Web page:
I most often searched for rare dens with monster eggs to steal, hatch, and raise in my own customized way to add to my collection of Monsties. With more than 100 monsters roaming around, gathering them is a daunting but delightful task. Finding each nest, collecting each egg, and hatching new Monsties all provide the same sort of rush I get from opening a blind box or pack of Pokemon cards. But even if I got a duplicate Monstie or one I would probably never add to my party, the effort was never wasted because of the Rite of Channeling, a fantastic customization system.
Each Monstie has a set of nine “gene” slots – basically placeholders for skills. These can be passive, like fire resistance, or active, like a fireball attack. You can add any skill you want to a gene slot by using items or combining monsters, allowing you to get fascinatingly creative with them. Want a Rathalos with a Khezu’s Thunder Breath? A Tigrex with the ability to put foes to sleep? You can do it. You can do anything as long as you find the ingredients to accomplish it, and you never know what sort of useful gene you can uncover in the Monsties you hatch.
Resolutions Too Late
Despite the great sense of wonder Monster Hunter Stories does so well to maintain, it suffers from a just-barely-challenging-enough level of difficulty throughout its long campaign. As long as I had a balanced team, didn’t go into a fight with a poor armor choice, and put thought into my choices, I didn’t find anything frustrating – which is fine, but I also wouldn’t have minded a sense of urgency. It’s not even that it’s too terribly difficult to drop to zero HP, it’s that there are very few consequences for when that happens.
Harkening back to the original Monster Hunter, you have to drop to zero HP three times in order to fail. With both you and your Monstie on the field at the same time, it isn’t entirely uncommon for both of you to go down at once – on the same turn, even. However, regardless of whether just one or both of you lose all of your HP, you will both simply stand back up, fully recovered, ready to continue the battle, a couple of times. There are even items you can use in the midst of battle that recover one of these chances.
If you do drop to zero HP three times, you simply “wake up” at one of the always-nearby respawn points with no progress lost except the potential rewards you could have gained by defeating the monster and the items used. The only real sense of danger is when carrying an egg out of a nest, as you will lose it if defeated at that moment.
Though the story provided nothing too difficult to conquer, especially so when paired with the extremely forgiving death system, there was plenty of challenge in finding and hatching rare monsters. I also had fun competing in the Tournament, which uses the same format as PvP – yes, there’s PvP! There are increasingly difficult endgame challenges as well, including the Tower of Illusion and the Labyrinth of Ordeals, plus new high-rank quests to complete and monsters to discover.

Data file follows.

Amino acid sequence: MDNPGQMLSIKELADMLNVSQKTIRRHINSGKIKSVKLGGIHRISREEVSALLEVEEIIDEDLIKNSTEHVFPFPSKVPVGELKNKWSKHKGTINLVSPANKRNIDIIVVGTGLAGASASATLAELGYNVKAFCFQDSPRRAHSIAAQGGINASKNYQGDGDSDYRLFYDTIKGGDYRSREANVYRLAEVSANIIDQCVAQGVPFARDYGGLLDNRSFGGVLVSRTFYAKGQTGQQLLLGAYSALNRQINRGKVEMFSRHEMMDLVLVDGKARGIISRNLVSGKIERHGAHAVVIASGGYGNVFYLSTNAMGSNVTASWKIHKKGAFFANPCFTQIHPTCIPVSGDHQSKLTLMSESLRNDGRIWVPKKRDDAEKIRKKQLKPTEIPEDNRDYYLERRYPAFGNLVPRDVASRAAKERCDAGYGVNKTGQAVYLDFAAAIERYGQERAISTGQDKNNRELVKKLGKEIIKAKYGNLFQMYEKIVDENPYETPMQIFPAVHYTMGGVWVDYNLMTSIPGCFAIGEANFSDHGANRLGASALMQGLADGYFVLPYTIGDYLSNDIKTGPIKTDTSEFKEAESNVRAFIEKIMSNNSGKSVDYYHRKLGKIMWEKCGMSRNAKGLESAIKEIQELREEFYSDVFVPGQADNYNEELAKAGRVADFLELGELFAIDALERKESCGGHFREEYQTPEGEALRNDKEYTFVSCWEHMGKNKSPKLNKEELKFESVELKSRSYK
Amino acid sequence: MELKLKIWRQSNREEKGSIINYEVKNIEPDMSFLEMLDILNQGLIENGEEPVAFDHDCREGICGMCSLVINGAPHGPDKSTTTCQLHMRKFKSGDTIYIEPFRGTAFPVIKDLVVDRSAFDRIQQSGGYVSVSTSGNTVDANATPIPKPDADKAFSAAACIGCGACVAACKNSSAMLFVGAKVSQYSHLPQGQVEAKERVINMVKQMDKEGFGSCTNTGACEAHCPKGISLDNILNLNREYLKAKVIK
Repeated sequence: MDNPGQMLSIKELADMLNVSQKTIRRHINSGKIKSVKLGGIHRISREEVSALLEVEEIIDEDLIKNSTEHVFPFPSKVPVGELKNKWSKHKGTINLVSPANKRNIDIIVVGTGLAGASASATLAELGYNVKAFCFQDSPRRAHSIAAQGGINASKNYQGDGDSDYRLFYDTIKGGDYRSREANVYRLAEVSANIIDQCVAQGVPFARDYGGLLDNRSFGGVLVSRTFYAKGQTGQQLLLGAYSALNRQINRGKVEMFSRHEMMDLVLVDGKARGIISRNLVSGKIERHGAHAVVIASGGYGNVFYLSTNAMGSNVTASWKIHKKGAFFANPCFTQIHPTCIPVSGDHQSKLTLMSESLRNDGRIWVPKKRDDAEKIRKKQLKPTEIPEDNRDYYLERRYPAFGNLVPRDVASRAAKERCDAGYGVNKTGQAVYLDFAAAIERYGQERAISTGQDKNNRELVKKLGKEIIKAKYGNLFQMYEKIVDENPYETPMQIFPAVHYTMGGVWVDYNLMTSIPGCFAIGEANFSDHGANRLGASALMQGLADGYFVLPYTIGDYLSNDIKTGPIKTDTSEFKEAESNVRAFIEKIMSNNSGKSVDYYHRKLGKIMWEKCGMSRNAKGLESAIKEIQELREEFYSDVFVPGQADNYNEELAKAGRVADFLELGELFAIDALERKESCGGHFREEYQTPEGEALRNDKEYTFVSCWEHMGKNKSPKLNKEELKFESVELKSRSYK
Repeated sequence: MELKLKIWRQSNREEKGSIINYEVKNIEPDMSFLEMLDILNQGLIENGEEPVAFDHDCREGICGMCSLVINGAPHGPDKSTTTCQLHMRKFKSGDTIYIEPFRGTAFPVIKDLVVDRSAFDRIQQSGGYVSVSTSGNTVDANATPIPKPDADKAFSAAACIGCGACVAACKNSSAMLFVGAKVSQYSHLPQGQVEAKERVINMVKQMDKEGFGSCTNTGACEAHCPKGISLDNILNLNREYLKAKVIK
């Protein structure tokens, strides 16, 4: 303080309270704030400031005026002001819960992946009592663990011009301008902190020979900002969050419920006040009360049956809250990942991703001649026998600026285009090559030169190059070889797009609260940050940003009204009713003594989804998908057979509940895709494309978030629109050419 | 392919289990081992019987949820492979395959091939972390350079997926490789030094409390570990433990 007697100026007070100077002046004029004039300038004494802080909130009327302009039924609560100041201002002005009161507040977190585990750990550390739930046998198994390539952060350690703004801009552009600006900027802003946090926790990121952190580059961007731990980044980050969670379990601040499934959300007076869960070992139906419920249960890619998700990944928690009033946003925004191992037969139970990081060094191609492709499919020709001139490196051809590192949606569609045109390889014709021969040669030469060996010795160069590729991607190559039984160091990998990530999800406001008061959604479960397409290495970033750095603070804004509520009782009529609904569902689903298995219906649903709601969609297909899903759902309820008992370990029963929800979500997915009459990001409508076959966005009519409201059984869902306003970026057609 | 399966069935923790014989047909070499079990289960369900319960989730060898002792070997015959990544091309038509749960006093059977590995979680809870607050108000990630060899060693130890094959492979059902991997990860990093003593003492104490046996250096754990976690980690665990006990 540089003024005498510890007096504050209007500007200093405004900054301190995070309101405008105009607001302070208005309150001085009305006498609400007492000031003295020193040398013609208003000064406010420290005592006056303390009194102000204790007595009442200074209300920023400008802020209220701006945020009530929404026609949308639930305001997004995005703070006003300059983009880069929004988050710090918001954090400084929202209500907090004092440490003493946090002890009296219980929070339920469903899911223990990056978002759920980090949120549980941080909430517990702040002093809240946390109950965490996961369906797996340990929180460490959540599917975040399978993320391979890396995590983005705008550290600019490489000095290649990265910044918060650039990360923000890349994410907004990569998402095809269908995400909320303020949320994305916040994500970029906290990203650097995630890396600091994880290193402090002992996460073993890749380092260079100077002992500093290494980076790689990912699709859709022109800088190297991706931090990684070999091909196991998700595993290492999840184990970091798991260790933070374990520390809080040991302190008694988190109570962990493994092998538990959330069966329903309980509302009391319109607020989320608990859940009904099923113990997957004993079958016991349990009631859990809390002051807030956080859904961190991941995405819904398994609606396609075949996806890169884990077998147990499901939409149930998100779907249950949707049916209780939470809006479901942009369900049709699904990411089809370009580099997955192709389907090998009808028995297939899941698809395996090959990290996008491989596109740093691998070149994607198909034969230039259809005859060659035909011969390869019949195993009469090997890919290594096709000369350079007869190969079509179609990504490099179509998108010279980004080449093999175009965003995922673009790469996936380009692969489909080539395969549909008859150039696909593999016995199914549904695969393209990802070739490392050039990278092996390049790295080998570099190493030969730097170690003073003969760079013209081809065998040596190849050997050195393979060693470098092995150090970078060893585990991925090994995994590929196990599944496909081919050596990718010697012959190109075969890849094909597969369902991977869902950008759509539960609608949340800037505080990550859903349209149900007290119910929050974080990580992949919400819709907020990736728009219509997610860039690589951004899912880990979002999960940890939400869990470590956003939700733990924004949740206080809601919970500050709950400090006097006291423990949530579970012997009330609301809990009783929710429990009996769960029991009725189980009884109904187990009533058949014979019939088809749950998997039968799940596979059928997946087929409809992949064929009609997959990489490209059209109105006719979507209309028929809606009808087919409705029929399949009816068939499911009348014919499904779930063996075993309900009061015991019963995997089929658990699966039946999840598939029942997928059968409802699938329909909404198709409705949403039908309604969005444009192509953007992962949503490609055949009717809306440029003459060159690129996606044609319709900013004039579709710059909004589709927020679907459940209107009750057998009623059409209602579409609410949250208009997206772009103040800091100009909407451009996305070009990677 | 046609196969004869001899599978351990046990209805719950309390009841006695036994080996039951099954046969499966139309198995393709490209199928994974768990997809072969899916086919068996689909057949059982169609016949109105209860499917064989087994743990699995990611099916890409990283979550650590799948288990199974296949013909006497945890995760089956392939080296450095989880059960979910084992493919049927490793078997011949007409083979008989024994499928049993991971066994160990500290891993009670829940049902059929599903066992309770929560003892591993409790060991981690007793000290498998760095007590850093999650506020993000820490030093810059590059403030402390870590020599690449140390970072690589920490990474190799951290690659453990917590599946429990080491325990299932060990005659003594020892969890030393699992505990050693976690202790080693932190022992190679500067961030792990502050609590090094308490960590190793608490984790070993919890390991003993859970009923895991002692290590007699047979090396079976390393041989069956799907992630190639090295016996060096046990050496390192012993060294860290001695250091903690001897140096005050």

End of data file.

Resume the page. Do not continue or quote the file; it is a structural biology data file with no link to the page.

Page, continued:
These two end game challenges actually provide the consequences lacking in the main story, but considering they’re only accessible 40 or more hours in, it’s a little too late to consider the issue solved entirely. It does provide a lot more challenging content though, and we can expect even more to come with DLC in the future.
A Little Fluff Never Hurt
The solid gameplay is definitely its main selling point, but Monster Hunters Stories’ namesake – its story – isn’t something to overlook, either. It may be a bit fluffy and the dialogue occasionally gimmicky, but it also managed to elicit genuine surprise and emotion. Navirou, the little Felyne mascot, serves as much more than your silent-RPG-trope’s voice, and developed into a cute character I must admit I sort of admire. Other characters you meet along the way, although aren’t fleshed out entirely in the main story, were still memorable and charming in their own ways. Seriously, I teared up at the end, but then again I’m a sucker for heartfelt kids’ media. Just like Pokemon.
Rewarding that kind of knowledge made me happy to be a fan.
It’s also worth mentioning there’s quite a bit of “fan-service,” so to speak, for players of the series, and any Monster Hunter knowledge is absolutely transferable to and from Stories. Old sound effects are familiar, monsters more or less use the same signature attacks and are weak to the same elements, and hidden item uses are still intact. One of my favorite moments in Monster Hunter Stories was when hunting a Diablos; though Stories didn’t clue me in on this, I called on my experience with the series and threw a Sonic Bomb at the horned wyvern as soon as it dug underground, causing it to stick in the mud and giving my Monstie and me a chance to wale on it relentlessly. Rewarding that kind of knowledge made me happy to be a fan.